Suffolk County DA Thomas Spota, corruption unit chief charged in assault cover-up

ByEyewitness News WABC logo
Wednesday, October 25, 2017
Suffolk County DA Thomas Spota, corruption unit chief charged in assault cover-up
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NJ Burkett reports on the indictments.

SUFFOLK COUNTY, Long Island (WABC) -- Two high ranking officials in Suffolk County have been indicted in what authorities are calling the cover-up of the assault of a man who was in police custody.

District Attorney Thomas Spota, 76, and Christopher McPartland, 51, the head of the district attorney's political corruption unit, were taken into custody by the FBI Wednesday.

They are both charged with taking part in the cover-up of former Suffolk Police Chief James Burke's assault of a suspect, Christopher Loeb, in 2012.

They're facing charges of tampering with witnesses, witness tampering, obstruction of justice and deprivation of civil rights.

Spota entered a plea of not guilty during an afternoon court appearance. His bail was set at $500,000.

"Prosecutors swear oaths to pursue justice and enforce the law. Instead of upholding their oaths, these defendants allegedly abused the power of the Suffolk County District Attorney's Office, attempted to cover up the assault of an in-custody defendant, and attempted to thwart a federal grand jury investigation," Acting United States Attorney Bridget Rohde said. "Abuses of power by law enforcement authorities cannot and will not be tolerated.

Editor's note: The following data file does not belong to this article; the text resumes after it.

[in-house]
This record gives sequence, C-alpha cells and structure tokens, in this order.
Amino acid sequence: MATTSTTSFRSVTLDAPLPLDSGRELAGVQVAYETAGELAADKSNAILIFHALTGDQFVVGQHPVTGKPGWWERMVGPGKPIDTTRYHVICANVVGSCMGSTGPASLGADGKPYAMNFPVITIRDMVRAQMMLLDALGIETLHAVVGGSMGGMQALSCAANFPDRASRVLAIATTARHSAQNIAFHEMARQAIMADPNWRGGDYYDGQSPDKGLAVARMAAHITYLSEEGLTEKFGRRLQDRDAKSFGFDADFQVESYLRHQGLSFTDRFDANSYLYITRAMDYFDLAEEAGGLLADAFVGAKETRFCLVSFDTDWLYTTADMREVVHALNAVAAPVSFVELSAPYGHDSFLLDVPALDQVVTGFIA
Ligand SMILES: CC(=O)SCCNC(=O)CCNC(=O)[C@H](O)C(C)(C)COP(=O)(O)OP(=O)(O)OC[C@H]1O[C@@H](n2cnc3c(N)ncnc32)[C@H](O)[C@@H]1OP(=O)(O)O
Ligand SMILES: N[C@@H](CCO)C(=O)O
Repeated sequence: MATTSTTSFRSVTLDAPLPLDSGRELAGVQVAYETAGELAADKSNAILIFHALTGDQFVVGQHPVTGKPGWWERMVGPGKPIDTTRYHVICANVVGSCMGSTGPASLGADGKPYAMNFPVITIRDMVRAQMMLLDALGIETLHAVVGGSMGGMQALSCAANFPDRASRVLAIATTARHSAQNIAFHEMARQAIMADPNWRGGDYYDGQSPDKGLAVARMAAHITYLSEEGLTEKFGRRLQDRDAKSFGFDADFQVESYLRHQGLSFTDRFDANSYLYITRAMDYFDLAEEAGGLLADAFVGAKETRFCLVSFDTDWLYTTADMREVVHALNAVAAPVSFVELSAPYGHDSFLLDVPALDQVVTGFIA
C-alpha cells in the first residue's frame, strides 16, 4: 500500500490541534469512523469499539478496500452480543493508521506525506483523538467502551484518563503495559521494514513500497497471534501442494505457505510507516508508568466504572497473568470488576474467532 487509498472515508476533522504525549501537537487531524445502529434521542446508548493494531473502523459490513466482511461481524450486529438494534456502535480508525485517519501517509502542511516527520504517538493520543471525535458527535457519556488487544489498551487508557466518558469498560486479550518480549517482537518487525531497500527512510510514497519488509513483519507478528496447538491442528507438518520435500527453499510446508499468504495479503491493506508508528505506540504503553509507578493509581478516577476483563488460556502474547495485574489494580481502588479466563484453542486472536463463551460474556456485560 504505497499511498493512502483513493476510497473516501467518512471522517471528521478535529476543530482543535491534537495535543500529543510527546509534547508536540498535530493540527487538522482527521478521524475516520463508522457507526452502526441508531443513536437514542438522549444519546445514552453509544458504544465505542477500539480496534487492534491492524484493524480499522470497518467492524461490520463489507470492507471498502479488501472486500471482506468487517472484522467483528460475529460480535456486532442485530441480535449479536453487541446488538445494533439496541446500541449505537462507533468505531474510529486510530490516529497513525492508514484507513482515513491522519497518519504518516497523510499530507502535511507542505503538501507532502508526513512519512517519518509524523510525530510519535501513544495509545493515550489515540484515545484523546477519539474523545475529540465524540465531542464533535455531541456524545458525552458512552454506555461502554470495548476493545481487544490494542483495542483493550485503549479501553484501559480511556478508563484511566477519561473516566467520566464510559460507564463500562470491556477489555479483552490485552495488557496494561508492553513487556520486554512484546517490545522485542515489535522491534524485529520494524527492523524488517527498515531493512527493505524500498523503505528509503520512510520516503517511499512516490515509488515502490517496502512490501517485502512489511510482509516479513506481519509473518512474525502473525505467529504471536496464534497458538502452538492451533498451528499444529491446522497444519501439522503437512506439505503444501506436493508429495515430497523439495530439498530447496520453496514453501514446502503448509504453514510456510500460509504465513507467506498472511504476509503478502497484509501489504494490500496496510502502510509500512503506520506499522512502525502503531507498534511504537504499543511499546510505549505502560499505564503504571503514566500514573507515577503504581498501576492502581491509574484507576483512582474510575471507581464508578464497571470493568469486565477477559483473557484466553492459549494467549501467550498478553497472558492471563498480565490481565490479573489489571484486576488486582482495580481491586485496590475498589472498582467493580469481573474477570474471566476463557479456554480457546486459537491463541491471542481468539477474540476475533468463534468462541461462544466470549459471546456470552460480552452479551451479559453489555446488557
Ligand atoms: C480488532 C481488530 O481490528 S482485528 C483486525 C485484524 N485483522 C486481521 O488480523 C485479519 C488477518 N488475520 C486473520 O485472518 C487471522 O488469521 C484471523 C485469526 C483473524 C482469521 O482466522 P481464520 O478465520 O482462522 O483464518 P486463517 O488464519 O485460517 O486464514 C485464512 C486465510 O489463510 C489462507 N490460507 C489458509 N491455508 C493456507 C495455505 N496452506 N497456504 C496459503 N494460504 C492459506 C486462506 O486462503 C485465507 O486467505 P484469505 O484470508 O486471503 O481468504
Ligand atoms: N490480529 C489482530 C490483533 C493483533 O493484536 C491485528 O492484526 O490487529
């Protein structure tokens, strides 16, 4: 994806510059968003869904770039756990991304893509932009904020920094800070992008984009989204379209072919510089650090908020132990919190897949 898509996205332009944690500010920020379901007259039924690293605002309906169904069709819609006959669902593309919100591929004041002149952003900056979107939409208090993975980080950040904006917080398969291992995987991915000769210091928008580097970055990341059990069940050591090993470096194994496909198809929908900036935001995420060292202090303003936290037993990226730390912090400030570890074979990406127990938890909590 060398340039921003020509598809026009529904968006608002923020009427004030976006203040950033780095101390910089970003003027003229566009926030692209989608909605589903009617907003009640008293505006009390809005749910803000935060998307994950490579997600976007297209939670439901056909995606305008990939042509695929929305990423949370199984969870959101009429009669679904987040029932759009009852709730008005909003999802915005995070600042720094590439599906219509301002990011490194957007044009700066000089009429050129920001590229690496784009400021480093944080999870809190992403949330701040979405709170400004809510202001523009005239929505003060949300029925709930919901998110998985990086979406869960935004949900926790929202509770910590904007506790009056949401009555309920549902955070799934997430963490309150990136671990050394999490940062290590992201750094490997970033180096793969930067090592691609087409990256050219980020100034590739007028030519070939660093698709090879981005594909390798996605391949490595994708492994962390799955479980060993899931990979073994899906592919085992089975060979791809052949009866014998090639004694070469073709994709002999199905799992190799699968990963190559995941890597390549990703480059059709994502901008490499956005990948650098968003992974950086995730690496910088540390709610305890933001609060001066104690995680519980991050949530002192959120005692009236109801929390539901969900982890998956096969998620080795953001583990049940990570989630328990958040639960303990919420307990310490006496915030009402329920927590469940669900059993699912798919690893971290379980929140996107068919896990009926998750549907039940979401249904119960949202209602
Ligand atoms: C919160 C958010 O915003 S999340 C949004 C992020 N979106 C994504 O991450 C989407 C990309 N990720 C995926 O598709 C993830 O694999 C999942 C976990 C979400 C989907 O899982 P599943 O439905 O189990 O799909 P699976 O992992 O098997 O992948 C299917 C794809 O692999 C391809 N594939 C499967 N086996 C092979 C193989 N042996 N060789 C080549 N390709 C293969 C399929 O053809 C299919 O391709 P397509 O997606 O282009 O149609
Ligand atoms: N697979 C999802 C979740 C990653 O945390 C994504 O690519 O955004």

There are serious consequences to such actions."

Burke is serving a 46-month federal sentence for violating Loeb's civil rights in 2012.

Before Burke was sentenced in February 2016, federal prosecutors claimed in court documents that there was -- "the recruiting of high-ranking officials from other county agencies to assist him in the obstruction and give teeth to his threats. SCPD members who witnessed the assault came under direct and extreme pressure from the defendant and others to conceal it."

Spota announced earlier this year that he would not run for a fifth term in November. He is the longest-serving district attorney in county history.